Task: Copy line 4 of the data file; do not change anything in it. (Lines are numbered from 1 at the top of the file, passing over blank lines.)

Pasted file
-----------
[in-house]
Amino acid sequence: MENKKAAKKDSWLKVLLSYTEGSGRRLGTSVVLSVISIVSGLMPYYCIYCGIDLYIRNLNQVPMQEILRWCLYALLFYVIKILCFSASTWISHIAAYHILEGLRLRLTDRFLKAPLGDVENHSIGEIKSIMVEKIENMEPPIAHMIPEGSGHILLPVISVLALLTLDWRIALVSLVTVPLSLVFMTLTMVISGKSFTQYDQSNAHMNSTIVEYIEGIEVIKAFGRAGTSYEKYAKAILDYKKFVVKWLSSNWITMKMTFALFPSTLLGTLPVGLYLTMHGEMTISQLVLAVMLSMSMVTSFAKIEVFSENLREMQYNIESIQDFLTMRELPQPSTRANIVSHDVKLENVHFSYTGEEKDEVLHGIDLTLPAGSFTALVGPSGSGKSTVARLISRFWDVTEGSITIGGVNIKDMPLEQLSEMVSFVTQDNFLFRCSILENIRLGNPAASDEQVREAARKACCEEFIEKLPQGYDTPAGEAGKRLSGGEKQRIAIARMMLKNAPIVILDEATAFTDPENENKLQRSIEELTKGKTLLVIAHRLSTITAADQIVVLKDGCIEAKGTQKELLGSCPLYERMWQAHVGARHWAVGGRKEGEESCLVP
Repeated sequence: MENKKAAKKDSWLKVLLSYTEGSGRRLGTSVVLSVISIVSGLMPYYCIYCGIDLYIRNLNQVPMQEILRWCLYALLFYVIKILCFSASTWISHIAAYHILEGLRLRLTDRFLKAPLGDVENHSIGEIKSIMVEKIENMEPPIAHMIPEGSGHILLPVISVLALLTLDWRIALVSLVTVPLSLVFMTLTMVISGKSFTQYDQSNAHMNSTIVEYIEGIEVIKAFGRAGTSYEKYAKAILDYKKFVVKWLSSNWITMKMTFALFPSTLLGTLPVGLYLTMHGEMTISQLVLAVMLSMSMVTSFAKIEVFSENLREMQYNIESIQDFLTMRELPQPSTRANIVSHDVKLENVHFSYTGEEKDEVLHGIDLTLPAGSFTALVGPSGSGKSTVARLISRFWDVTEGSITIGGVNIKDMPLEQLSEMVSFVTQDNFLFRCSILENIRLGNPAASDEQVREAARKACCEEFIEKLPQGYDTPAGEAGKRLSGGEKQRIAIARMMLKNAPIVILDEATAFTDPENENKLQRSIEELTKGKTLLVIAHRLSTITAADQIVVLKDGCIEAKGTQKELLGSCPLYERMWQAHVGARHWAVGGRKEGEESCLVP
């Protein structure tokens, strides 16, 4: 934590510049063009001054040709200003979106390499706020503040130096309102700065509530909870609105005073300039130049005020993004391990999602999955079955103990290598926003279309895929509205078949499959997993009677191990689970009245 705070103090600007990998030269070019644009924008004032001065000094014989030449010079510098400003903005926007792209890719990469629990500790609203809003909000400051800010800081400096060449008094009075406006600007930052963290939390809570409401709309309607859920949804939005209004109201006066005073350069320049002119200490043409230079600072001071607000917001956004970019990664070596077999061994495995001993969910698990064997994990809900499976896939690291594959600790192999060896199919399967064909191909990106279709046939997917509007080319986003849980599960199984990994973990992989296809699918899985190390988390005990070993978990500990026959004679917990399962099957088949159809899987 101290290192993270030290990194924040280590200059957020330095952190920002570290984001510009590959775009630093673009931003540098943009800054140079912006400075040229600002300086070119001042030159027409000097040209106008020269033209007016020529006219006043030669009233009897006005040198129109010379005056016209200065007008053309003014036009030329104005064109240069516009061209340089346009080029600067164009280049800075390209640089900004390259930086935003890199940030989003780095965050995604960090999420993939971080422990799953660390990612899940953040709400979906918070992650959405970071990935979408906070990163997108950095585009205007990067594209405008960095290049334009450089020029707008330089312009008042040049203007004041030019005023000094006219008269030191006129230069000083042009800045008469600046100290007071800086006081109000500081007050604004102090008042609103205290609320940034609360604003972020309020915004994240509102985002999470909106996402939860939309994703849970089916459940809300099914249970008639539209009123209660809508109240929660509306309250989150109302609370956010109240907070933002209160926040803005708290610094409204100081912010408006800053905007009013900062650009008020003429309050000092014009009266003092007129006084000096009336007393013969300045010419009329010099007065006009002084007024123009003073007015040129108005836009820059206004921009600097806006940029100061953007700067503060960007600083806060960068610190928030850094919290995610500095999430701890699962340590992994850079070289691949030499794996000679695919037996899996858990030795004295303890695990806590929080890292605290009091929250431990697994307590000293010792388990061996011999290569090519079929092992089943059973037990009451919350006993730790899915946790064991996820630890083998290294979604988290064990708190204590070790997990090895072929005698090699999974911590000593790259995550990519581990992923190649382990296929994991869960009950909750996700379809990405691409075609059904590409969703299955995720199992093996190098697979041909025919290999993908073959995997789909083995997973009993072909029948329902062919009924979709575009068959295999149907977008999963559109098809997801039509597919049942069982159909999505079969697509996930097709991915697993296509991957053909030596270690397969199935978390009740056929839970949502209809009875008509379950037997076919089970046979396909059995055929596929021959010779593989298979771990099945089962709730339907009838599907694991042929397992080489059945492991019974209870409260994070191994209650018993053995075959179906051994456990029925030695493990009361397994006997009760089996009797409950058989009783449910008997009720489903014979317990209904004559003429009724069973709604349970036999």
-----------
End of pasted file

């Protein structure tokens, strides 16, 4: 934590510049063009001054040709200003979106390499706020503040130096309102700065509530909870609105005073300039130049005020993004391990999602999955079955103990290598926003279309895929509205078949499959997993009677191990689970009245 705070103090600007990998030269070019644009924008004032001065000094014989030449010079510098400003903005926007792209890719990469629990500790609203809003909000400051800010800081400096060449008094009075406006600007930052963290939390809570409401709309309607859920949804939005209004109201006066005073350069320049002119200490043409230079600072001071607000917001956004970019990664070596077999061994495995001993969910698990064997994990809900499976896939690291594959600790192999060896199919399967064909191909990106279709046939997917509007080319986003849980599960199984990994973990992989296809699918899985190390988390005990070993978990500990026959004679917990399962099957088949159809899987 101290290192993270030290990194924040280590200059957020330095952190920002570290984001510009590959775009630093673009931003540098943009800054140079912006400075040229600002300086070119001042030159027409000097040209106008020269033209007016020529006219006043030669009233009897006005040198129109010379005056016209200065007008053309003014036009030329104005064109240069516009061209340089346009080029600067164009280049800075390209640089900004390259930086935003890199940030989003780095965050995604960090999420993939971080422990799953660390990612899940953040709400979906918070992650959405970071990935979408906070990163997108950095585009205007990067594209405008960095290049334009450089020029707008330089312009008042040049203007004041030019005023000094006219008269030191006129230069000083042009800045008469600046100290007071800086006081109000500081007050604004102090008042609103205290609320940034609360604003972020309020915004994240509102985002999470909106996402939860939309994703849970089916459940809300099914249970008639539209009123209660809508109240929660509306309250989150109302609370956010109240907070933002209160926040803005708290610094409204100081912010408006800053905007009013900062650009008020003429309050000092014009009266003092007129006084000096009336007393013969300045010419009329010099007065006009002084007024123009003073007015040129108005836009820059206004921009600097806006940029100061953007700067503060960007600083806060960068610190928030850094919290995610500095999430701890699962340590992994850079070289691949030499794996000679695919037996899996858990030795004295303890695990806590929080890292605290009091929250431990697994307590000293010792388990061996011999290569090519079929092992089943059973037990009451919350006993730790899915946790064991996820630890083998290294979604988290064990708190204590070790997990090895072929005698090699999974911590000593790259995550990519581990992923190649382990296929994991869960009950909750996700379809990405691409075609059904590409969703299955995720199992093996190098697979041909025919290999993908073959995997789909083995997973009993072909029948329902062919009924979709575009068959295999149907977008999963559109098809997801039509597919049942069982159909999505079969697509996930097709991915697993296509991957053909030596270690397969199935978390009740056929839970949502209809009875008509379950037997076919089970046979396909059995055929596929021959010779593989298979771990099945089962709730339907009838599907694991042929397992080489059945492991019974209870409260994070191994209650018993053995075959179906051994456990029925030695493990009361397994006997009760089996009797409950058989009783449910008997009720489903014979317990209904004559003429009724069973709604349970036999």